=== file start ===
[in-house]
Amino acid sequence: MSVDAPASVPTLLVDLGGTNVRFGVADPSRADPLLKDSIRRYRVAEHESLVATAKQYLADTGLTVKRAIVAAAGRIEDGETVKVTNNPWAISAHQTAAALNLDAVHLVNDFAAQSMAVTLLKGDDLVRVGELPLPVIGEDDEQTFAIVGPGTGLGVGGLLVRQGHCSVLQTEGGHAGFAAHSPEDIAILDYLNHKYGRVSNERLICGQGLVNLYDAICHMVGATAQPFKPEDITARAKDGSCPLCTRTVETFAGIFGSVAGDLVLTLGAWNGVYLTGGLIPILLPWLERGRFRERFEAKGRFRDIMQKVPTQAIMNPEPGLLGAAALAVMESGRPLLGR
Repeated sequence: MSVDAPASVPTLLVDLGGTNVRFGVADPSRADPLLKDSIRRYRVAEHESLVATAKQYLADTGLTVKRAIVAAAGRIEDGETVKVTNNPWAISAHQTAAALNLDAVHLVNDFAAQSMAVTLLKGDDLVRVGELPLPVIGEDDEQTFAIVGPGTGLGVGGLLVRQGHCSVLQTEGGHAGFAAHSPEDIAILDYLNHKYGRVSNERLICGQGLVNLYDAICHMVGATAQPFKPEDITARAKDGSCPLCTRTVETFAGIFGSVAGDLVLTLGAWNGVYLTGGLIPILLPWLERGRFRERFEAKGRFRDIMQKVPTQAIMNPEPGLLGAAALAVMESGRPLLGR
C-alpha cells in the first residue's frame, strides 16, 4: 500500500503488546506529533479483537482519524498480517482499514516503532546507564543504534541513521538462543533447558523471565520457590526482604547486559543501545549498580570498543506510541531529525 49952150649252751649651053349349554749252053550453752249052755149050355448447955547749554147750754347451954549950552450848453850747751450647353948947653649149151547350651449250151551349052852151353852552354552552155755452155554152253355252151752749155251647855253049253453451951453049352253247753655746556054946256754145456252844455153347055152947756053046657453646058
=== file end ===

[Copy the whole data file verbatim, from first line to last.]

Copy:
[in-house]
Amino acid sequence: MSVDAPASVPTLLVDLGGTNVRFGVADPSRADPLLKDSIRRYRVAEHESLVATAKQYLADTGLTVKRAIVAAAGRIEDGETVKVTNNPWAISAHQTAAALNLDAVHLVNDFAAQSMAVTLLKGDDLVRVGELPLPVIGEDDEQTFAIVGPGTGLGVGGLLVRQGHCSVLQTEGGHAGFAAHSPEDIAILDYLNHKYGRVSNERLICGQGLVNLYDAICHMVGATAQPFKPEDITARAKDGSCPLCTRTVETFAGIFGSVAGDLVLTLGAWNGVYLTGGLIPILLPWLERGRFRERFEAKGRFRDIMQKVPTQAIMNPEPGLLGAAALAVMESGRPLLGR
Repeated sequence: MSVDAPASVPTLLVDLGGTNVRFGVADPSRADPLLKDSIRRYRVAEHESLVATAKQYLADTGLTVKRAIVAAAGRIEDGETVKVTNNPWAISAHQTAAALNLDAVHLVNDFAAQSMAVTLLKGDDLVRVGELPLPVIGEDDEQTFAIVGPGTGLGVGGLLVRQGHCSVLQTEGGHAGFAAHSPEDIAILDYLNHKYGRVSNERLICGQGLVNLYDAICHMVGATAQPFKPEDITARAKDGSCPLCTRTVETFAGIFGSVAGDLVLTLGAWNGVYLTGGLIPILLPWLERGRFRERFEAKGRFRDIMQKVPTQAIMNPEPGLLGAAALAVMESGRPLLGR
C-alpha cells in the first residue's frame, strides 16, 4: 500500500503488546506529533479483537482519524498480517482499514516503532546507564543504534541513521538462543533447558523471565520457590526482604547486559543501545549498580570498543506510541531529525 49952150649252751649651053349349554749252053550453752249052755149050355448447955547749554147750754347451954549950552450848453850747751450647353948947653649149151547350651449250151551349052852151353852552354552552155755452155554152253355252151752749155251647855253049253453451951453049352253247753655746556054946256754145456252844455153347055152947756053046657453646058